For banks, being able to access more data in a secure, privacy-preserving, and efficient manner translates into making better, intelligence-led decisions in a business-relevant timeframe. “Those additional data points and resulting insights are especially important when working to combat money laundering and fraud on a global scale. With PETs, they can prioritise customer privacy while still ensuring data is accessible when and where it needs to be. By enabling secure, decentralized data sharing and collaboration, PETs are delivering capabilities that cannot otherwise occur in the current regulatory environment.”


PETs play an important role for privacy and data protection

Privacy and data protection are fundamental human rights. In its “Online privacy tools for the general public” report, the European Union Agency for Network and Information Security (ENISA) takes a closer look at privacy enhancing technologies. “Following the revelations on mass surveillance of electronic communications, it is widely recognised that one of the most serious concerns today is the preservation of privacy when using Internet and mobile applications. This concern has given rise to an increasing appearance of online tools, often open-source and/or freeware, affirming that they can offer certain privacy-preventive functionality for the average user, such as for example secure communication, protection against tracking, safeguarding of personal data, anonymous browsing, etc.”

However, “in many cases the functionality of such tools is not as expected, for example due to lack of transparency on the tool’s development and operation or lack of proper maintenance mechanisms. Privacy enhancing technologies that fail to offer what they promise can be very dangerous, as the false sense of protection can compromise the users’ personal data and negatively affect or even put in harm’s way their personal life.”

In another study, titled “Readiness Analysis for the Adoption and Evolution of Privacy Enhancing Technologies“, ENISA highlights the need for politicians, supervisory authorities, funding agencies, or standardisation bodies to have a better overview on the maturity of PETs. “For decades, privacy enhancing technologies have been playing an important role in the discussions on privacy and data protection.”


How Modex helps users regain control of their own data

In a world where data has become the cornerstone that supports and fuels business interactions, digital protection has established itself as an essential component which protects the interests of companies that operate and process large amounts of data. Data loss can generally be the result of a hardware failure, human error, or malware attack. Regardless of the cause, data loss can have serious consequences for a company, such as financial losses, creating bottlenecks in the internal workflow and, most importantly, diminishing customer confidence.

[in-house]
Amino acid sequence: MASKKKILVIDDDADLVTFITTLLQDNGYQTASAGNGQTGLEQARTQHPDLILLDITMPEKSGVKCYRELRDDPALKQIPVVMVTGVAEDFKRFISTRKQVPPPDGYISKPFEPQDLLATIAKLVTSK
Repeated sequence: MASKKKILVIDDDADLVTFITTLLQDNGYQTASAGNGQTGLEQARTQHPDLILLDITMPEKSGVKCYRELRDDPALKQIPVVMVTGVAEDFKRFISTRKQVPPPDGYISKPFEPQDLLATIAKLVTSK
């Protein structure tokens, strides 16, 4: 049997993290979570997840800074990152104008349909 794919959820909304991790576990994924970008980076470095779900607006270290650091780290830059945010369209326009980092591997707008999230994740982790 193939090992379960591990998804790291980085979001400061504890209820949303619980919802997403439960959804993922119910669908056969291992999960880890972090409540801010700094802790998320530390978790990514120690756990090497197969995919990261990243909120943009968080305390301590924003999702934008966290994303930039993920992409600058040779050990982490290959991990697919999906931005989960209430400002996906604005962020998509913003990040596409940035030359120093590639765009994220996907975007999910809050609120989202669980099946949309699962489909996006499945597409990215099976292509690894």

Blockchain technology represents, in this case, one of the most important developments that has appeared on the tech scene in recent years. Using a combination of multiple technologies, encryption techniques and advanced algorithms, blockchain technology offers by default a unique range of advantages and features such as data integrity, immutability, distribution, traceability – elements that restore control to users, making them true owners of digital identity.

The direct beneficiaries are technology companies, various industries and government institutions – virtually any type of organization that relies on a database. Of course, new, innovative technologies are often received and viewed with restraint, especially when it comes to their implementation in real life. Companies are always looking for new ways to enhance database security, as well as a way to improve the way they handle data. Because of this, the transfer of databases has become a sensitive issue for every entity, as any breach or corruption of data could prove disastrous.

The Modex Blockchain Database solution overcomes these problems with its technology, which allows developers to easily transfer a database to a blockchain framework. The migration tool does its best: it scans the database and transmits the data through a hash algorithm to produce a unique summary for each data record, which is then loaded into the blockchain to ensure immutability, integrity and availability.